Susan Point's art brings ancient wheel spinning into modern world

    1 of 3 2 of 3

      Susan Point: Spindle Whorl
      At the Vancouver Art Gallery until May 28

      “It’s hard to imagine what contemporary Coast Salish art would look like without Susan Point.” I made this observation in 2008, in a review of her carved cedar gateways, then newly installed in Stanley Park. Point, I added, “has almost single-handedly recovered her people’s graphic and sculptural traditions from obscurity”.

      So, okay, I’m quoting myself, mostly because I’m gratified that my beliefs are so well proven by Point’s major retrospective exhibition at the Vancouver Art Gallery. Through her energetic exploration of form, design, and materials, she has created a huge body of work that has strongly influenced younger Coast Salish artists and is yet distinctively hers. Her art reflects the history, beliefs, and cultural traditions of the Musqueam people while also revealing her highly individual ideas and perceptions.

      Susan Point's Halibut (State I of II), from 2007.
      Kenji Nagai

      With over 100 two- and three-dimensional works, ranging from silkscreen prints and digitally altered cellphone photographs to sculptures in cedar, glass, bronze, and handmade paper, Susan Point: Spindle Whorl is the largest survey of her art to date. It is also a major institutional acknowledgment of her pioneering and sustained accomplishments. Installed mostly chronologically, the show is bookended by Salmon, the small, breakthrough screen print Point made at her kitchen table in 1981, and a series of large, wall-mounted, circular sculptures created in the past year. Among the references in these most recent works are winter nights Point has spent in the Cariboo, in Twilight (Moon and Stars), and the traditional bulrush mats she recalls her mother weaving, in Tapestry (Bulrush Mat).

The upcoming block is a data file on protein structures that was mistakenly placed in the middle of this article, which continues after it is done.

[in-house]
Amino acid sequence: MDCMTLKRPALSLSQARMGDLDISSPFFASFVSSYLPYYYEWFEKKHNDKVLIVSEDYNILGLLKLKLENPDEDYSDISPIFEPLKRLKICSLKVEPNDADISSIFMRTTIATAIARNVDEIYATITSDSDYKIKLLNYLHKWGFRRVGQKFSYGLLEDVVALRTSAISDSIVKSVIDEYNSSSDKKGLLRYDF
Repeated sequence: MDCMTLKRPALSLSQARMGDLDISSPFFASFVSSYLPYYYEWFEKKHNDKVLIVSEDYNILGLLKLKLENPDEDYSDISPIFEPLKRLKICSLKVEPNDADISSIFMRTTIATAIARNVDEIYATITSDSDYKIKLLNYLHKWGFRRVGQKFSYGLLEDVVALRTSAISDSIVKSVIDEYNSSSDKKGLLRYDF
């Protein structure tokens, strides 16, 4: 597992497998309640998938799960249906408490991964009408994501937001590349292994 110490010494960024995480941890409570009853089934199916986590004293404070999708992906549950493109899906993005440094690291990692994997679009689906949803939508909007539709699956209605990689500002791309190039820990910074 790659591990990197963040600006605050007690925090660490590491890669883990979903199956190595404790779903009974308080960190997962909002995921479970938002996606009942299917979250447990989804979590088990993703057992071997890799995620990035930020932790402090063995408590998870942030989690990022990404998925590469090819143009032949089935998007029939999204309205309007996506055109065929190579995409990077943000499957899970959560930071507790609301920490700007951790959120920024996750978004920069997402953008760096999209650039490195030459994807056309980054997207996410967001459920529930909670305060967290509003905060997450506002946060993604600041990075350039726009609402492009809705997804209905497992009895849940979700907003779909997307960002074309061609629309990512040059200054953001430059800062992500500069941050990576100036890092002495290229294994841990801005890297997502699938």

Curated by the VAG’s Grant Arnold and Ian Thom, the exhibition focuses on work that takes the Salish spindle whorl as its overarching theme and recurring motif. Usually consisting of a wooden disk with a hole at its centre, mounted on a tapered wooden shaft, this object traditionally was used by Salish women when spinning yarn out of raw wool. (Look for Bill McLennan’s illuminating essay about it in the exhibition catalogue.) In ancient and historic times, the whorl was carved on one or both sides with geometric, nature-based, or figurative designs. Although the meanings of these designs have yet to be fully understood, it is generally believed that they signified more than mere decoration.

      In Point’s early art-making days, when she was working as a legal secretary and contemporary Coast Salish art was virtually nonexistent, she began researching spindle whorls in museum collections, adapting their engraved circular forms as a recurring motif in her printmaking and, later, in her sculpture. She was learning, Arnold writes in the catalogue, to reconstruct a vocabulary of Salish graphic design that was quite different from the better-known design elements of more northerly Northwest Coast First Nations, and that had been largely effaced by colonization. It seems significant, too, that Point was reclaiming the idea of the spindle whorl, since spinning and weaving have traditionally been women’s work in Coast Salish society.

      Point takes the whorl’s formal and symbolic possibilities to wondrous heights—and, again, through a range of media and materials. (When she first began working in glass, she was reprimanded by art dealers for using a “nontraditional” medium.) Her imagery, much of it based on the animals that are important to the Musqueam people, includes eagles, ravens, black bears, salmon, orcas, frogs, and butterflies. Thunderbirds and Thunder Lizards also appear, along with other supernatural entities. The spindle whorl’s circular form itself takes on symbolic resonance in Point’s art, signifying not only the sun and the moon but also the cycles of life and of the seasons. The circle can represent the human face, too, as seen in the big, cast-paper sculpture Children of the Earth and the silkscreen print of the same title.

      Ravens and Moon by Susan Point, from 2001.
      Janet Dwyer

      One doesn’t immediately think of Point as a political artist, yet much of her work has an underlying social, cultural, or environmental message. Frogs, whose song once signalled the changing seasons on Musqueam land, are for Point “the canary in the coalmine”, symbolizing vulnerability to global warming and environmental degradation. Nowhere Left, the title of both a woodblock-puzzle print and the woodblocks themselves (fitted snugly together, framed, and mounted on the wall), is one of Point’s most striking designs, its four frog faces executed in subtly modulated shades of green with soft red highlights.

      At the show’s media preview, Thom extolled Point’s extraordinary accomplishments as a colourist who has innovated through her palette and its subtly nuanced application. To this I would add that Point has a remarkable gift for graphic design: she has realized an astonishing number of distinctive images out of a single underlying form, propelling the ancient spindle whorl into the modern world—and beyond.